Author Kevin Emerson channels Frank Cottrell Boyce in this tween sci-fi adventure about two kids from opposite sides of the country who find themselves on a road trip to save the world from an impending alien attack.
Haley and Dodger have nothing in common. But that was before they learned about the strange, unexplainable phenomena in Juliette, Arizona. Before they both received summer research grants from a mysterious foundation and discovered their theories about extraterrestrial life were correct. Now Haley and Dodger do have something in common: they're the only ones who can figure out what's happening in towns across the country . . . and stop it.
The Fellowship for Alien Detection has it all: an inventive premise, fantastic voice, cinematic tone, and high appeal for both boys and girls.
Haley and Dodger don't have much in common. Haley lives in Greenhaven, Connecticut; Dodger lives in Port Salmon, Washington. Haley has a family who loves and supports her; Dodger can't seem to ever get his dad's approval. Haley is well adjusted and passionate; Dodger hears strange voices in his head. But they both want something: a new map, a path away from home—or, perhaps, a path toward it.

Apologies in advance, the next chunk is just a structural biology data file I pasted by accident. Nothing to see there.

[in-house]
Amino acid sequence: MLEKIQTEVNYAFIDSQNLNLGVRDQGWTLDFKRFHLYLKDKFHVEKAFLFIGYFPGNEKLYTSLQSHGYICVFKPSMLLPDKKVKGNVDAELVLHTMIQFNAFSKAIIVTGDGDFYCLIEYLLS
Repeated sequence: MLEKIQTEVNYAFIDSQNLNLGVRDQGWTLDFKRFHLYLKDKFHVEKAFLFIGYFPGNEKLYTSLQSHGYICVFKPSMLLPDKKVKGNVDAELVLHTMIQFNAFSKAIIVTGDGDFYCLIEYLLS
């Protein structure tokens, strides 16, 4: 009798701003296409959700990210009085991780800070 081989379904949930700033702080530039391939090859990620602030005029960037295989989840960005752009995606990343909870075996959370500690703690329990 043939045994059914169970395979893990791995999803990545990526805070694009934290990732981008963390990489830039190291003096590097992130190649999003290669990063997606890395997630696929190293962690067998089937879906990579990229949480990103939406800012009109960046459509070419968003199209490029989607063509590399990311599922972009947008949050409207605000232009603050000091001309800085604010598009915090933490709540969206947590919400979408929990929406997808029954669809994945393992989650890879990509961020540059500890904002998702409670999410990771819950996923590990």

Of course, this was all before they heard about the missing people, the untraceable radio signals, the unexplained phenomena. Before they both became the first recipients of a summer research grant from a certain mysterious foundation. Before they discovered that their fledgling theories about extraterrestrial life were all too accurate.
Now Haley and Dodger are the only ones who can figure out what is happening in towns across America, who can give voice to the people whispering "alien abduction." At the very least, they're both going to have the most eventful summer vacations of anyone they know.